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Is 'tiny living' really irrelevant in Singapore?

Is 'tiny living' really irrelevant in Singapore?



I discussed the possibility of living in tiny houses in Singapore in an earlier blog post. But as we know, it isn't an option to begin with – no thanks, of course, to our lack of land space. 

Someone also pointed out that the idea of tiny houses is "romanticised" – which, I don't deny (but hey, that's why it's a dream). While it's clear tiny houses aren't going to work out here, the concept of 'tiny living' is; not just physically but also mentally.

Anyone who has lived enough years locally would observe that homes have become smaller. I take myself – an inhabitant of this island of a few decades – as an example. I may have had to spend about a minute to get from one end of an old house to the other. In a newly built flat with the same number of rooms though, I might well only need half that amount of time.

Blog-Entry-7_Pic-1.thumb.jpg.40514625b466d62a1d9be104bad7dedf.jpgThese gut feeling estimations aside, are we imagining the relativity of the size of our living spaces? Or is this truly the case? 

According to research meticulously done by Stacked Homes, HDBs have  i n d e e d  gotten smaller over the years. This, however, doesn't apply across the board. 

3-room flats are seemingly spared from the "shrinking" phenomenon. Through the test of time between 1966 and 2019, the average size of HDBs with three rooms has stayed faithful more or less to the magic number: 68 square metres (sqm).

Blog-Entry-7_Pic-2.thumb.jpg.4098d6f26ae1337c5d31c1e0e650b448.jpgThe same cannot be said of their 4-room counterparts, which tend to be a popular pick among Singaporean families. Just how much have local homes shrunk? 

Apparently, where we stand on the scale of time will tell a different tale of size.

In the 70s and up to the 80s, 4-room HDBs saw sizes that ranged from 80 sqm to over 100 sqm. Then the 90s came and 4-rooms started averaging 100+ sqm. Somehow this trend did not persist into the 2000s. Today, the size of 4-room HDBs lurk around the 90 sqm mark and has remained so since.

Blog-Entry-7_Pic-4.thumb.jpg.b07a68267c8507961b7a6c1e5a8be59d.jpgOne explanation that's commonly dished out to justify the downsizing is quite literally the increasingly few people occupying the houses – the modern nuclear family. If there's going to be at most three persons living in a flat, why bother packing in space that accommodates five? From an urban planning vantage point, this is strategic and optimum.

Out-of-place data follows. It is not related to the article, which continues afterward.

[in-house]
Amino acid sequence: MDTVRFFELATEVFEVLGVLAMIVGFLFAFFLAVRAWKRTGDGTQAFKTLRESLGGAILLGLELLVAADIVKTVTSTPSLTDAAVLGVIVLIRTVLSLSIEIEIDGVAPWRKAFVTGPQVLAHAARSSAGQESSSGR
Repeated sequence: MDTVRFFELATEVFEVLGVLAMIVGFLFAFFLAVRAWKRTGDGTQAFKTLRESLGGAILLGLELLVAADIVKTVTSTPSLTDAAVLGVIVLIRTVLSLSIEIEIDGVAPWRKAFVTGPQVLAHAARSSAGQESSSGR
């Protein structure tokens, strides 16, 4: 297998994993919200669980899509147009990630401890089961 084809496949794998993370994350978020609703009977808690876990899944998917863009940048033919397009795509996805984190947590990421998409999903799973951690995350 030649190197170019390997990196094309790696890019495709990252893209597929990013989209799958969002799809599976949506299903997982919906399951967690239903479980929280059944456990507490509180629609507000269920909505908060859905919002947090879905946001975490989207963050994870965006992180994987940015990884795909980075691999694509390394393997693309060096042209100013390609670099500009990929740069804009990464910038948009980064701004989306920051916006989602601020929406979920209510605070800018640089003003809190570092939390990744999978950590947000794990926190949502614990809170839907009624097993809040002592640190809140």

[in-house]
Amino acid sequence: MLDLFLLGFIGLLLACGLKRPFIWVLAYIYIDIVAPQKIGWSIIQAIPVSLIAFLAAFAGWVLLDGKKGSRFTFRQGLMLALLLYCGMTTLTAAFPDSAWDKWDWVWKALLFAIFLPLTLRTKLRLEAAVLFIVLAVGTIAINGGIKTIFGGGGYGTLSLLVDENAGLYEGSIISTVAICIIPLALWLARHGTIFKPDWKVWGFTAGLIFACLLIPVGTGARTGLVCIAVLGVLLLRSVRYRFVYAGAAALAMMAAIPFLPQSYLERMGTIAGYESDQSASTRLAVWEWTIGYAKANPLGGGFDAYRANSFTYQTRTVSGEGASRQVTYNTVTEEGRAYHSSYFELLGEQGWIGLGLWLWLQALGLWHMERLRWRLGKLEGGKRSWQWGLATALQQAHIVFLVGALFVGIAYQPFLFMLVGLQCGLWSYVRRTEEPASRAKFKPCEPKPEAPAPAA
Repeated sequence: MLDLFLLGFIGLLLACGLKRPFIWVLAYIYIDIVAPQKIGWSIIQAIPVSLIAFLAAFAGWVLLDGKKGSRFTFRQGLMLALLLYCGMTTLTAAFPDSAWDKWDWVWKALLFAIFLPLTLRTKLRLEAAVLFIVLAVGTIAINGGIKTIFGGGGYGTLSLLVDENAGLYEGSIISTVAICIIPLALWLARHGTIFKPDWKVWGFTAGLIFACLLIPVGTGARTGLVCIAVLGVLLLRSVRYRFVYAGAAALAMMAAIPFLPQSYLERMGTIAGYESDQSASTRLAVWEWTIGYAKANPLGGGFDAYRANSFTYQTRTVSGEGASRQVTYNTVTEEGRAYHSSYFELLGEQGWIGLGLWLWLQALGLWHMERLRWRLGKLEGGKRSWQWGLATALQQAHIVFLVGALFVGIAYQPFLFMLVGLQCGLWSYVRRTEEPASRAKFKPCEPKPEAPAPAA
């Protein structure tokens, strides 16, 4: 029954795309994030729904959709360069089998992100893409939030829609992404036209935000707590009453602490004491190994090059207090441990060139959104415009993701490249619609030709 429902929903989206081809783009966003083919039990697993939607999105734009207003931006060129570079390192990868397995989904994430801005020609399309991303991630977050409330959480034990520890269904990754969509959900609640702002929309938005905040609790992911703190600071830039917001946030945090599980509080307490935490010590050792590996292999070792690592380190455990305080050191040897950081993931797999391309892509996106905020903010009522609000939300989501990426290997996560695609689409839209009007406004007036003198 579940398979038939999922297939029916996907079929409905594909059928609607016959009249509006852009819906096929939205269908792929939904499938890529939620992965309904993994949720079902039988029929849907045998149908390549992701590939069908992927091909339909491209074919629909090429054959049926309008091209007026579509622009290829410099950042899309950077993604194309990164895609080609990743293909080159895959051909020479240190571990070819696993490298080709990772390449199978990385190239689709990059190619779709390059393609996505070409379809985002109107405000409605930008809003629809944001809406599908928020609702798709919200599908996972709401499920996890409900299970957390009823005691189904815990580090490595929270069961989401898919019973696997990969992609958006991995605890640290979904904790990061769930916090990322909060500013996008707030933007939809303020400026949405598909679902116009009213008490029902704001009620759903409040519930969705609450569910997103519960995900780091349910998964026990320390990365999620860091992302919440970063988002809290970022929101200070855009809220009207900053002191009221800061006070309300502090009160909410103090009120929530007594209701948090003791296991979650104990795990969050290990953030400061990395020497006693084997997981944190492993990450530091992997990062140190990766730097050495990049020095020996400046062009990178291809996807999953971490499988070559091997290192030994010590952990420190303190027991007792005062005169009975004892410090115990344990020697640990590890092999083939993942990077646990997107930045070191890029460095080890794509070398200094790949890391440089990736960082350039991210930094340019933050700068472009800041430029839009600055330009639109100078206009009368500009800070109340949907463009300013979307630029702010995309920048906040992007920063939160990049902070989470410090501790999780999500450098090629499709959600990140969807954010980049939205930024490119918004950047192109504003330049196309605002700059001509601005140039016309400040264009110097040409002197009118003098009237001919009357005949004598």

Yet as the ones who live in these homes, it's possible for us to get the impression that our lives also got "downsized". Those who knew what once used to be will feel this more acutely. Say you've lived in a large house for more than half of your life; having to move into anything smaller would naturally lead you to feel like you're made worse off. 

But judging from how the numbers have been trending, variations in our home sizes are likely not going to sway the graph in a vastly different direction – at least not in the foreseeable future. 


With physical constraints featuring strong in the grand scheme of things, how do we circumvent the perceived feeling of reduced quality of life? How do we make peace with what has become our reality?

I reckon a change of perspectives can, for example, by going tiny. 

Rather than 'tiny living' in the context of tiny houses, I'm suggesting applying the notion to maximise our living space and our lives constructed within. This will require two things. 

Blog-Entry-7_Pic-3.thumb.jpg.e82a6ec15dd27a00fa9593e8c91371eb.jpgWe're already familiar with minimalism: Owning less and living more as a result. The other key element in the equation is to increase the number of uses for each space. This can be achieved through interior design, either by a remake of the home layout or furniture that allows for versatility.

Singapore isn't the only city that's confronted with urban planning challenges. Places like Paris, Hong Kong, Tokyo, Milan are one with us in this problem that plagues densely populated, highly developed cities. Some have found solutions to much success and that means so can we

In a series of a few blog posts, we'll take a look at some of these cleverly designed homes (a.k.a my personal favourites) with fresh perspectives we may not otherwise have thought about. So, keep your eyes peeled!

- Denise

Media from: Unsplash

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You go to Hong Kong & see what is call ''Small''...

  • Angry 1
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Pigeon hole for sinkies 


B&W GCB for ministers 


huat ah 🤑🤑🤑

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  • Angry 1
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Maybe need to double the thickness of ceilings and shared walls so less complains from tiny living.

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I have moved homes a couple of times….. 


from SF 721 to 1076 to 689 to 1119… 


from zero kids to 1 to 2…. 

I have no complaints with my latest unit. With kids there should be no compromise. The minister who claims need mouse hole for sex isn’t wrong. But the baby mice need a lot space. Lol

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